It is hard to know how to respond to Trump’s antics and tactics. This man is truly a one-off in American politics, and it just gets weirder by the day. For example, he has rarely been more carelessly transparent in his disdain for professional politicians of both parties, saving his praise only for those whose fealty is constant and passionate.
Of course, Trump’s scorn toward professional politicians matches the mood not only of his notorious base but also of many millions of other voters, including Democrats, who have long found wearisome the sanctimony, hypocrisy and even mendacity of their elected representatives.
Since the early 1990s, it has seemingly become acceptable to disrespect and berate legislative and presidential elders.
Bill Clinton was impeached for far less misbehaviour in office than what was ignored during the administrations of John F Kennedy and Lyndon Johnson. George W Bush was widely derided as a puppet in the manipulative hands of Vice President Dick Cheney. Barack Obama’s provenance and legitimacy as an American presidential candidate was impugned for years, most notably by his successor in the White House.
Now Trump is routinely called a racist, a liar and an existential threat to the present and future of American democracy. Few even talk any more about his philandering, tax cheating or Vietnam War-era draft dodging.
If he responds at all to the avalanche of criticism aimed his way, it is to dismiss it all as “fake news” or the product of sinister actors predetermined to engineer his downfall.
The President has reportedly told friends he would rather lose with people thinking it was stolen from him than that he simply lost.
The pages of timeless fiction chronicle tragically flawed characters, some of them resembling the current President. But this is real life, unrehearsed and in living colour. The US is going to need some time to recover from what’s going on just now.
Indeed, as we went from dawn to sunset, and the Capitol building was stormed by Trump supporters, we saw even more ways in which the US needs to recover. There’s a long way to go.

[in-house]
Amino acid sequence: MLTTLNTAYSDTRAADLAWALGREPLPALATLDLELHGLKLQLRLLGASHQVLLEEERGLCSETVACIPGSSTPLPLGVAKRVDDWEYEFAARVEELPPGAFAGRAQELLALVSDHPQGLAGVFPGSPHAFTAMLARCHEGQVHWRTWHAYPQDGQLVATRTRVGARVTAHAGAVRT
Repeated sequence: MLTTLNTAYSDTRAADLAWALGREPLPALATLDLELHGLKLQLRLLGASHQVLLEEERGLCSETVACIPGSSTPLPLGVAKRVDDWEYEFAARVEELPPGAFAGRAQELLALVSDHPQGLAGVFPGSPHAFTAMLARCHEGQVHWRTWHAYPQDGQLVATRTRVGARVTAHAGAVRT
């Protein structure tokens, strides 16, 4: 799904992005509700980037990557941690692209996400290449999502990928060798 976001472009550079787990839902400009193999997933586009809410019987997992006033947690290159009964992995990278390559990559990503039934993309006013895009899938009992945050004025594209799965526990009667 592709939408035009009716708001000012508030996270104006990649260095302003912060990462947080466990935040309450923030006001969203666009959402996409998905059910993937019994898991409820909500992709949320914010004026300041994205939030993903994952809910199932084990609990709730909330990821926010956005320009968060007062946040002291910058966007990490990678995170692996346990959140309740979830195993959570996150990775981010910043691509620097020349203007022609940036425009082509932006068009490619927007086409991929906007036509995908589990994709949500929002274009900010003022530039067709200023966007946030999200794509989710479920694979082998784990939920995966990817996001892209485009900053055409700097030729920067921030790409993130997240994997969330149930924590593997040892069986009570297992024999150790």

Don’t worry, the story’s far from over
President Trump’s legal future after he departs the White House, meanwhile, is looking increasingly problematic. A scorecard is necessary to keep track of all the litigation pending against him and the Trump Organization.
The Democratic-controlled House of Representatives is after Trump’s and his organization’s tax records. Subpoenas from various congressional committees have been issued seeking his tax records from Mazars USA, the President’s personal accounting firm. That case has bounced around for months from the Supreme Court to the US Court of Appeals to district court, so far without resolution.
Another congressional subpoena seeks Trump’s and his organisation’s records from Deutsche Bank, the German giant financial institution that has served as Trump’s apparent lender of last resort in recent times. A New York appeals court is working on that one.
Manhattan District Attorney Cyrus Vance Jr is conducting a criminal investigation and studying those pesky hush money payoffs to a stripper and a Playboy model to keep quiet before the 2016 election about their affairs with Trump.
New York State Attorney General Letitia James is scrutinising the Trump Organization’s dealings involving various properties and whether the company lied to banks and regulators for financial gain.
Vance Jr is the son of a former Democratic Secretary of State. State Attorney General James is also a Democrat. Both have vowed to continue their investigations after Trump leaves the White House.
The President is also facing defamation lawsuits brought separately by two women who have accused him of sexual assault. And his niece, Mary L Trump, is suing him and his siblings over an inheritance dispute. He’s also being sued over apartments his family once owned, and by people who say they saw little to no profit after joining schemes touted by Trump and his children.
But Trump is quite accustomed to litigation, as we see from the many lawsuits his representatives have fruitlessly brought to try to overturn his November election defeat. Would you bet against him prevailing in all these pending cases? His efforts to do so will surely keep Trump in the headlines for months if not years to come.